Such sadness, it broke my heart just to watch the video of the little boy holding a blue string tied around the neck of a small, black goat. Shot on the steps of a temple in Nepal, it barely needs the translation given in the captions. The child’s emotion speaks volumes.
In the background families chat and visit as they wait their turn to sacrifice an animal. Sitting on a stone step with his family, the child watches, listens, turns to his family and says, “Ouch.”
He points off screen and says, “goats are in pain there.”
Then reality hits him. This will happen to the little goat beside him. The lad begins to cry as only a young child can cry. They will hurt his goat.
The child looks up at his father, in tears and scolds, “No, no, no, no,” shaking his little finger back and forth. This he forbids.
Sobbing loudly, he wraps his arms protectively around the goat’s neck, pulls it close and wails heart wrenching cries, “No, no, no.”
The eye of the camera faithfully records the child’s insistence and finally the father’s promise, “We will not cut the goat. Okay?”
The child continues to cry, even as the family turns and begins walking away from all that endangered the goat.
I saw it and it broke my heart for two reasons. I remember being that child — a bit older to be sure. The scene was a cattle auction, not an animal sacrifice.
My dad had taken me as well as my sister, brother and cousins to the livestock auction where farmers and meat processors come to buy cattle for their herd or the slaughter house.
Sitting on the bleachers I quietly watched the cows walk by to the auctioneer, the bidding began and ended as each animal was sold. Milk cows moved to new farms, bulls went to the slaughter house, half grown animals sold to farms to be fed for several months then re-sold. Calves came to be sold as veal or to raise.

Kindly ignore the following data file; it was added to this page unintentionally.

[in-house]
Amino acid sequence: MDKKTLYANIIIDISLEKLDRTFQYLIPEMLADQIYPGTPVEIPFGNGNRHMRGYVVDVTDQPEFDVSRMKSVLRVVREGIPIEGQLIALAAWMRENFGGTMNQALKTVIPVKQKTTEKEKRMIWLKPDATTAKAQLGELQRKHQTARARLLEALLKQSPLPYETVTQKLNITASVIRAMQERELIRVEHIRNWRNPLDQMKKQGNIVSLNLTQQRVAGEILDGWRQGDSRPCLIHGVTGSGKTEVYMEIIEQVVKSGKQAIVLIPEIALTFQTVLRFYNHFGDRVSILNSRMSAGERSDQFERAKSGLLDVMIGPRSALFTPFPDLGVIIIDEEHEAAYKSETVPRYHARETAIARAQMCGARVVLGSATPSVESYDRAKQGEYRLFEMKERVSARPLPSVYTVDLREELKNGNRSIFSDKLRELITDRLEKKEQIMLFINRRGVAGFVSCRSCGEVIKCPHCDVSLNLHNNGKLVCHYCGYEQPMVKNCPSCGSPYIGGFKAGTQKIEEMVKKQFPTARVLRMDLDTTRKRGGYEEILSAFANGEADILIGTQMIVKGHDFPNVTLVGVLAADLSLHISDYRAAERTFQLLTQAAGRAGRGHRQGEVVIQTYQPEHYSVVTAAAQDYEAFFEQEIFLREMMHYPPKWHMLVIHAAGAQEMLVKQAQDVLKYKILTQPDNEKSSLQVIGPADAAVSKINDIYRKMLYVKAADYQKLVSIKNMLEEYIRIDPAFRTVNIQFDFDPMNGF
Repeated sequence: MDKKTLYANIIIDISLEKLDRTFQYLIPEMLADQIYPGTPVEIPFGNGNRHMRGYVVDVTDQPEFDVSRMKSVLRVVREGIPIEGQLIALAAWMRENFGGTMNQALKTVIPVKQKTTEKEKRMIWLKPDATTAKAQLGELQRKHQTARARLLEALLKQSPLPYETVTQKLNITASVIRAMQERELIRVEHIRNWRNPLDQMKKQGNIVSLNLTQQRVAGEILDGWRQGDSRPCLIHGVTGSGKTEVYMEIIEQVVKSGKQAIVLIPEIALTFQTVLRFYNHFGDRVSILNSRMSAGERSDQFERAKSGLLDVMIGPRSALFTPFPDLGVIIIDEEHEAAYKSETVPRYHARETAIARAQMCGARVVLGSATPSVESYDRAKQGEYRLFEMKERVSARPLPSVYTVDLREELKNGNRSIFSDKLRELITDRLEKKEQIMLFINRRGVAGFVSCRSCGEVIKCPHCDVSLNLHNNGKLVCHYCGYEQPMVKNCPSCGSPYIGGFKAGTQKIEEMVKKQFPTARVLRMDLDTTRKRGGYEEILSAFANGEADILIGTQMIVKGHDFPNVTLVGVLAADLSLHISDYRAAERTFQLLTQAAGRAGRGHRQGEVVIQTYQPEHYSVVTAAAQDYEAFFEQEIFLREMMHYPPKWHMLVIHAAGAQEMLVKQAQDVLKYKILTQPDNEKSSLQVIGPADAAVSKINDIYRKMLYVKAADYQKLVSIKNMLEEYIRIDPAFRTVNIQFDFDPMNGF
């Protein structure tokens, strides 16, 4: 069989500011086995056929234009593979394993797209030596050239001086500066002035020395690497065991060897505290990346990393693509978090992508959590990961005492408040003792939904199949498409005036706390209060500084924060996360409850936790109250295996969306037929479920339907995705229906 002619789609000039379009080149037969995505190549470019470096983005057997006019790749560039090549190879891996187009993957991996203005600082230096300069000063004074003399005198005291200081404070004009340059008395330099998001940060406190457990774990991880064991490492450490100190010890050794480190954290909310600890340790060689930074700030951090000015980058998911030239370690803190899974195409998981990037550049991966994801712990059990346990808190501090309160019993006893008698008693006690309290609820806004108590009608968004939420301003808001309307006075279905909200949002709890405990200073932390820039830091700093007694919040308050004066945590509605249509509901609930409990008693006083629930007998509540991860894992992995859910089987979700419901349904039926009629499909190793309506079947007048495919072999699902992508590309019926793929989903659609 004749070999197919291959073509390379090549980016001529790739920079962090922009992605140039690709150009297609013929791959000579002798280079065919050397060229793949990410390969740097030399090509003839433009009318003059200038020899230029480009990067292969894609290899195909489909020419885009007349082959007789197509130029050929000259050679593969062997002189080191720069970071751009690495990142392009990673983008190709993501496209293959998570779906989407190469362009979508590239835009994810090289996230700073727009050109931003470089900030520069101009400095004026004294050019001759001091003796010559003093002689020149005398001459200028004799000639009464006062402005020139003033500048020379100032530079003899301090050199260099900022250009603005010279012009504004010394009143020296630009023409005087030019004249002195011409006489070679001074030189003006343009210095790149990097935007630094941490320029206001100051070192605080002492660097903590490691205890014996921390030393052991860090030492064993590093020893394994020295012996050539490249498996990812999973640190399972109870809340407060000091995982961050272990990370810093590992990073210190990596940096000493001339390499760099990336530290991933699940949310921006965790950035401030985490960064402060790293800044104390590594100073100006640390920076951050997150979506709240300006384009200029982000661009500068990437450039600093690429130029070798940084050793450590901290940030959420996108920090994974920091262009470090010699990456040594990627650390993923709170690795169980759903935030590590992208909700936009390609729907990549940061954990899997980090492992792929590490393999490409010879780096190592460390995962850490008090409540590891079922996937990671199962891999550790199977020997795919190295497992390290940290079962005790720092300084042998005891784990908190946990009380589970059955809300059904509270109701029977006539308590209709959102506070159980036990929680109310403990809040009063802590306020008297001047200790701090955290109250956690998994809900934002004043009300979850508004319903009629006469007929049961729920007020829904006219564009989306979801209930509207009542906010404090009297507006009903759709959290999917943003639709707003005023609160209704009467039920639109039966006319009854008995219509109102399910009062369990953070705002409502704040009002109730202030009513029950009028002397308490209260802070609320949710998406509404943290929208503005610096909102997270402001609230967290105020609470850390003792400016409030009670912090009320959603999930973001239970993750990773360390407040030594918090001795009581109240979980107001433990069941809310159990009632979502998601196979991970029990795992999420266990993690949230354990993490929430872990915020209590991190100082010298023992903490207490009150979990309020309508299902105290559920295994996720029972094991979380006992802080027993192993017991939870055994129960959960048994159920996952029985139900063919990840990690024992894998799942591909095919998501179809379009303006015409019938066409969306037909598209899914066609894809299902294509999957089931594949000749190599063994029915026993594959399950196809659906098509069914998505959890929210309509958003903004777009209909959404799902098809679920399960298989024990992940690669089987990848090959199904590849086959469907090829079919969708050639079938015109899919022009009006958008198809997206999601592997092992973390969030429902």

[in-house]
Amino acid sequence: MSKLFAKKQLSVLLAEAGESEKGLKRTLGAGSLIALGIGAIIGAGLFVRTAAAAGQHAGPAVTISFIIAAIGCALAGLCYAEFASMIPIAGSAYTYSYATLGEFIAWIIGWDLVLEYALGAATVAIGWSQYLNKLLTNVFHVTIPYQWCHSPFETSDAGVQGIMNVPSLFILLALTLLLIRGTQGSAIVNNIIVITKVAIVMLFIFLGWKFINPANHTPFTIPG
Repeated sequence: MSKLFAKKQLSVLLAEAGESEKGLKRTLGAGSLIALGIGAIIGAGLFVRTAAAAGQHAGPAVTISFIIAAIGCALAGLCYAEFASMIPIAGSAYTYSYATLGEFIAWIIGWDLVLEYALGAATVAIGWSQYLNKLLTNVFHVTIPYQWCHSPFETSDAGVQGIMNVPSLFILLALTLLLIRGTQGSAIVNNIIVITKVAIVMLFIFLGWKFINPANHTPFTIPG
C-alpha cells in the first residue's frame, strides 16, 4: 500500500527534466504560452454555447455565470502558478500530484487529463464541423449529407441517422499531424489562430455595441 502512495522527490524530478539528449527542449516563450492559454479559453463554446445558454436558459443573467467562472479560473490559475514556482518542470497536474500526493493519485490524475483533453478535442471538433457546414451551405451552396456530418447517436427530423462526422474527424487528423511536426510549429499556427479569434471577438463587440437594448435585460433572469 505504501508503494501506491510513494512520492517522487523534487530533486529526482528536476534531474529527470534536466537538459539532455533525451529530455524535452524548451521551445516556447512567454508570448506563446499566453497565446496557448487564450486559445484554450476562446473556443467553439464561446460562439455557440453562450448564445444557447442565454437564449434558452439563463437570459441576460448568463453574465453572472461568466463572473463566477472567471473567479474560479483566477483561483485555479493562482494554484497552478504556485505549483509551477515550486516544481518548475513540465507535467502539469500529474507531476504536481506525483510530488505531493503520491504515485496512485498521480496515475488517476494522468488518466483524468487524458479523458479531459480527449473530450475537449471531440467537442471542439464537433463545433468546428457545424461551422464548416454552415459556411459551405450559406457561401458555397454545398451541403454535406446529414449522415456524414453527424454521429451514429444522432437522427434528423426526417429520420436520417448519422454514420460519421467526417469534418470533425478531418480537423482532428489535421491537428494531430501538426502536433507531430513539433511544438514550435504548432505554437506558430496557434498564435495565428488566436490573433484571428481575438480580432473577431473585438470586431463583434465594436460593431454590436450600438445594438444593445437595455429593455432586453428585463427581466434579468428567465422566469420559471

I was a farmer’s daughter. I knew what it all meant. I watched the auction. It was all just a fact of life on the farm until they brought out the tiniest calf with the cutest face. This calf was going to be sold just as many calves from our farm had been sold.
The bidding began, it rose, it ended. Throughout I sat silently watching and crying. It was such a little calf.
I didn’t say anything. I didn’t make a sound, but my sister noticed and said, “Joan is crying.”
I didn’t explain. I just wiped the tears away and never returned to the auction.
I prefer distance from the harsh necessity of animal auctions and slaughters.
Yet, I also needed this video to break my heart at the pain related to the sacrifice of the Lamb of God.
Watching the video I realized I had never thought about all the animals sacrificed for thousands of years in every culture, but especially throughout the history of the Israelis in the Old Testament. The video opened my understanding to the more personal perspective on centuries of fathers taking their children to the temple for the first time and a child’s first encounter with the sacrifice of an animal.
The sacrifices had to be made because “under the law almost everything is purified with blood, and without the shedding of blood there is no forgiveness of sins.” (Hebrews 9:22)
From the time of Adam and Eve’s eating a piece of fruit, through the adultery of King David, to the time that Peter stood in the courtyard lying about knowing Christ and beyond, the sacrifice for sins had to be made.
No excuses, “It is just a piece of fruit, God.”
“I said ‘do not eat’.”
“She was so beautiful, and we really loved each other.”
“I said “do not commit adultery.”
“I was in a tight spot, Jesus. I was afraid I would be arrested.”
“I said do not lie. Do not deny me before others.”
And so a couple thousand years ago, Christ submitted to the arrest. As Isaiah said He was “Like a lamb that is led to slaughter.” The rope was put around Him. He was taken away and the blood began flowing with the whip, the thorns, the nails and finally the spear.
It hurt. The Lamb of God hurt and He died. “So also Christ died once for all time as a sacrifice to take away the sins of many people.” Hebrews 9:28.
His death completed the need for a blood sacrifice. The sinless one had come and accepted all our sins as His.
Within a generation the sacrifices at the temple ended.
We no longer have to endure the ritual sacrifice. As they walked away the child’s parents said it should stop. Christ’s death took care of the need for anymore sacrifices. By God’s grace the penalty has been paid.
The crying at the pain suffered can end, but we never should forget.
Joan Hershberger is a staff writer for the El Dorado News Times. She can be reached at firstname.lastname@example.org